Meet the 2023 Laureates: Myles Brown, MD, and Márta Korbonits, MD, PhD, DSc, FRCP

Gerald D. Aurbach Award for Outstanding Translational Research

This annual award recognizes outstanding contributions to research that accelerates the transition of scientific discoveries into clinical applications. This year, the award has two worthy recipients, Myles Brown, MD; and Márta Korbonits, MD, PhD, DSc, FRCP.

Myles Brown, MD
Myles Brown, MD Director, Center for Cancer Epigenetics. Photo by Sam Ogden.

Brown is the Emil Frei III Professor of Medicine at Dana-Farber Cancer Institute and Harvard Medical School in Boston, Mass. He is an expert in oncology and a talented physician-scientist whose contributions have fundamentally reformulated the mechanistic understanding of hormone dependence of breast and prostate cancers, which has enabled the development of new therapies for these diseases.

Honored with several awards, including the Endocrine Society’s 2010 Edwin B. Astwood Award, Brown also was elected to the National Academy of Sciences in 2016, the American Academy of Arts and Sciences in 2017, and the National Academy of Medicine in 2020. He has been a member of the Endocrine Society since 2002 and served on the Editorial Board for the Endocrine Society’s journal, Molecular Endocrinology, which was incorporated into the journal Endocrinology in 2017.   

How has the Endocrine Society supported your professional development/career journey?

The Endocrine Society has had a major impact on my career. The annual meeting has been a wonderful place to connect with colleagues, many of whom have become lifelong friends.

As a Laureate Award recipient, do you have any advice for those just beginning their careers?

My advice to those beginning careers in research is to pick an important problem that they feel passionate about and to stick with it. Be self-critical, but to trust your own data and not be dissuaded by reviewers of papers and grants.

Márta Korbonits, MD, PhD, DSc, FRCP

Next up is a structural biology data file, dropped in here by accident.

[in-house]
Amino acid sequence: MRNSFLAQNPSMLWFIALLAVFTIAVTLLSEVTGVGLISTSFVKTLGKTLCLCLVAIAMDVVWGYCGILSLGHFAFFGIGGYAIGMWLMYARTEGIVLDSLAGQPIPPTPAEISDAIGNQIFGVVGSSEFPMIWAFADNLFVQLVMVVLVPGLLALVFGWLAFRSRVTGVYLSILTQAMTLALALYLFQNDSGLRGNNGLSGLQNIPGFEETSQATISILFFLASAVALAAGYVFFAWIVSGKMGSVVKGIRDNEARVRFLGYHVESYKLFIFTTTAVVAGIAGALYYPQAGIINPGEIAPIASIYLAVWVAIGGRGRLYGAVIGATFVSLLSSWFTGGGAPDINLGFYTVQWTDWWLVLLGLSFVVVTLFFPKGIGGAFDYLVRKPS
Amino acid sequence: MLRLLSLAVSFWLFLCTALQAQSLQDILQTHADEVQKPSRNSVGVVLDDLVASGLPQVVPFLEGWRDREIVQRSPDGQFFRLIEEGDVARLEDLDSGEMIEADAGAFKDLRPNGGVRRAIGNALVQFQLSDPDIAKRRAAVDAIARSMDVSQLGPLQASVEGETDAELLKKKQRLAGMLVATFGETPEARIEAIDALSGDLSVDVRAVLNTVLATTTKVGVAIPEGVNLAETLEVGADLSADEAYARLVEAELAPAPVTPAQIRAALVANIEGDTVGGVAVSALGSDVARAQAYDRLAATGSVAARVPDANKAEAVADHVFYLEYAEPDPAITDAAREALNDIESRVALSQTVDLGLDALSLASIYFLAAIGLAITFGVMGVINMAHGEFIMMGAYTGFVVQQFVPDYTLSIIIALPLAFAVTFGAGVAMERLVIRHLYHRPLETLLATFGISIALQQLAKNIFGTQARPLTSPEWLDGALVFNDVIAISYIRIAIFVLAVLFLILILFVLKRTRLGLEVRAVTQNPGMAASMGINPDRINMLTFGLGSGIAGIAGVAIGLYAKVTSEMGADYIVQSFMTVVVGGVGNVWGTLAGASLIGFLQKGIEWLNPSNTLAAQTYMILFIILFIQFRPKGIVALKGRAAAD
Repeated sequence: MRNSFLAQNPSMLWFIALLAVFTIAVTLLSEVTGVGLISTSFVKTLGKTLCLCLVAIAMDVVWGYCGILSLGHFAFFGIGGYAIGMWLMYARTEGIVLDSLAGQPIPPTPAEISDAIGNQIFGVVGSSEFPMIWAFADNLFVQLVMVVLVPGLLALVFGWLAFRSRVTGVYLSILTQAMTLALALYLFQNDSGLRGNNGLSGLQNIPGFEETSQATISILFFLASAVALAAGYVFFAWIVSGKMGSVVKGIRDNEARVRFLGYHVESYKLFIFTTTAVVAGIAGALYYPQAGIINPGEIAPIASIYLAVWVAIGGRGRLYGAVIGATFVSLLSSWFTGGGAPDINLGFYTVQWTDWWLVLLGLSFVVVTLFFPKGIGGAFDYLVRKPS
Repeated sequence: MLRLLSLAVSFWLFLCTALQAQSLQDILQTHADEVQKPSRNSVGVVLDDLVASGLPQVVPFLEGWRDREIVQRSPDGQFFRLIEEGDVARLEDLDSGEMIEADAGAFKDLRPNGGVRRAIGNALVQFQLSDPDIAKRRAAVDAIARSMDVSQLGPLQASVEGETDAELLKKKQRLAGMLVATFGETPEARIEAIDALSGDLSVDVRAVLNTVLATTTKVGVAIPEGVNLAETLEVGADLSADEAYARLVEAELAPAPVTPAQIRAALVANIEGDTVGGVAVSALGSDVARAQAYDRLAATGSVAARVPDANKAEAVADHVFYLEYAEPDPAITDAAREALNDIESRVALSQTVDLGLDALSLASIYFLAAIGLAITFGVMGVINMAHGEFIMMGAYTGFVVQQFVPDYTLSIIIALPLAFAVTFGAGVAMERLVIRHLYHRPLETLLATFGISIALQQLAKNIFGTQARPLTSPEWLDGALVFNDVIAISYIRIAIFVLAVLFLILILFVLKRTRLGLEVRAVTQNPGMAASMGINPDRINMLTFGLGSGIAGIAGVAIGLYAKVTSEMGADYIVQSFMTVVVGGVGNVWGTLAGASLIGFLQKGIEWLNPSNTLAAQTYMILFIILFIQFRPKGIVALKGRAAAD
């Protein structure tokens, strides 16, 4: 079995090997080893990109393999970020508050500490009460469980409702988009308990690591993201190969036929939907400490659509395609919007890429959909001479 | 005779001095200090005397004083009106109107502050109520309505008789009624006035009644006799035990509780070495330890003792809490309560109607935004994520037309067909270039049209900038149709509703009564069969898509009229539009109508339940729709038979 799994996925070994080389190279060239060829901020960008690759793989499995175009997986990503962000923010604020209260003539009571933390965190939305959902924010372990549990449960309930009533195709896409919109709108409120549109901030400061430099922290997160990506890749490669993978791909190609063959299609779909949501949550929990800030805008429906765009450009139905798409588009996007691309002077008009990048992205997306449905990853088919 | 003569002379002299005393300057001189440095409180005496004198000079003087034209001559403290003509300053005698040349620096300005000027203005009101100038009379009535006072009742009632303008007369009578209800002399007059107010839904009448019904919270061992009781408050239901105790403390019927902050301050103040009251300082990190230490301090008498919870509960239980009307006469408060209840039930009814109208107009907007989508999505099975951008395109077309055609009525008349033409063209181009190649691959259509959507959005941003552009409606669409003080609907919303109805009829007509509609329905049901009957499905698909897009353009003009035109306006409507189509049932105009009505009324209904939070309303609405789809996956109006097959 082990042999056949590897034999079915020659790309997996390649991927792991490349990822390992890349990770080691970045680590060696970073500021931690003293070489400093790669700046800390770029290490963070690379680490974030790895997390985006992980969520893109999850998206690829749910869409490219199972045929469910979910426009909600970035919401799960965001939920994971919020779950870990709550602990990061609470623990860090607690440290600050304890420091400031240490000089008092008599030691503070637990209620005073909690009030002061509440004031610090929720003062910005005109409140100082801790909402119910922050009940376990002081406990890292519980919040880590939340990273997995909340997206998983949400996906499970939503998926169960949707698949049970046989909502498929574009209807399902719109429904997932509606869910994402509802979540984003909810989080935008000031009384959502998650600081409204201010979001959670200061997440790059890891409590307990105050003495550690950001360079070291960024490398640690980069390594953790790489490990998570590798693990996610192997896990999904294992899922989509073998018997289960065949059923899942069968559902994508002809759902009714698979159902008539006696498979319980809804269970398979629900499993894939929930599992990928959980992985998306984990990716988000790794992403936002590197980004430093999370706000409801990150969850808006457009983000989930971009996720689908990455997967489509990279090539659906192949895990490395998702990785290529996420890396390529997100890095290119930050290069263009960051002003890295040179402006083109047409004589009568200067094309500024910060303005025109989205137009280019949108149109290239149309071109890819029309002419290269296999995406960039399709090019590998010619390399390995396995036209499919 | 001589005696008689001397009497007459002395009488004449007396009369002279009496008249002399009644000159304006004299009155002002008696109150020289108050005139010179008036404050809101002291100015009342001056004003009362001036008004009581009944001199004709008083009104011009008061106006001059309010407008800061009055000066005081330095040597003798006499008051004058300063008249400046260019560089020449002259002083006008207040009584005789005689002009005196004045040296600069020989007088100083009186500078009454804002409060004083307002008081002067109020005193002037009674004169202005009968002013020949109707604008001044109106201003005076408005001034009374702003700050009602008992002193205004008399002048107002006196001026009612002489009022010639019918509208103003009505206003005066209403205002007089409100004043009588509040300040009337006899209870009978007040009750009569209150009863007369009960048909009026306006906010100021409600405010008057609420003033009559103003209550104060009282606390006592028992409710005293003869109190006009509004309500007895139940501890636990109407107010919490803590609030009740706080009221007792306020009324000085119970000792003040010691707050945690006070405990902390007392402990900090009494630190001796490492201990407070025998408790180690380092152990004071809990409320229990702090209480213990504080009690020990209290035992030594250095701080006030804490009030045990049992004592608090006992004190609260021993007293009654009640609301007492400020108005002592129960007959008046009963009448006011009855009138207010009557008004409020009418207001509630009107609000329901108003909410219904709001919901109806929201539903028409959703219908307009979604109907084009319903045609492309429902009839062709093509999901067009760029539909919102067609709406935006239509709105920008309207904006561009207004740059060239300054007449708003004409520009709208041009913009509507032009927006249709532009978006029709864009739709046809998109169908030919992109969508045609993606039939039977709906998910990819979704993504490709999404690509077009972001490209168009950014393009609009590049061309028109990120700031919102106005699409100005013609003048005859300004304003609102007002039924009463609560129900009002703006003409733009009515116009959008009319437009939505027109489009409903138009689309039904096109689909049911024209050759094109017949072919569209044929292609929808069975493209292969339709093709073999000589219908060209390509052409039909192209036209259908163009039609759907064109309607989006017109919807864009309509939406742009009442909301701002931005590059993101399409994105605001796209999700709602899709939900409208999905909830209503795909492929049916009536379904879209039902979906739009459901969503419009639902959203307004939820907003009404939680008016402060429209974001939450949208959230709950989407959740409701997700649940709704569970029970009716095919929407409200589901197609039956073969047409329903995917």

Korbonits is the professor of endocrinology and metabolism at Queen Mary University of London. She is one of the top clinician scientists on the clinical, translational, and experimental aspects of pituitary tumorigenesis and familial isolated pituitary adenomas and has pioneered work on the metabolic effects of various hormones.

Her strength is the ability to set up basic science experiments based on key clinical questions and then translate these back to clinical studies. In addition, she looks after patients with endocrine diseases at St. Bartholomew’s Hospital, undertakes wide-ranging teaching activities and supervises MSc and PhD students. She currently serves on the Endocrine Society’s Annual Meeting Steering Committee and as president-elect of the Society for Endocrinology. She also received the Endocrine Society’s 2015 Delbert A. Fisher Research Scholar Award.

How has the Endocrine Society supported your professional development/career journey?

My yearly visits to the Endocrine Society meetings meant that I learned new ideas, formed new hypothesis, developed collaborations, and presented data in front of an informed and challenging audience.

As a Laureate Award recipient, do you have any advice for those just beginning their careers?

Trust your ideas!

ABOUT THE AWARD

The Gerald D. Aurbach Award for Outstanding Translational Research is presented in recognition of outstanding research that accelerates the transition of scientific discoveries into clinical applications. Translational research supported with this award will typically involve expertise, collaboration, and engagement across disciplines. Supported by the Gerald D. Aurbach Memorial Fund.

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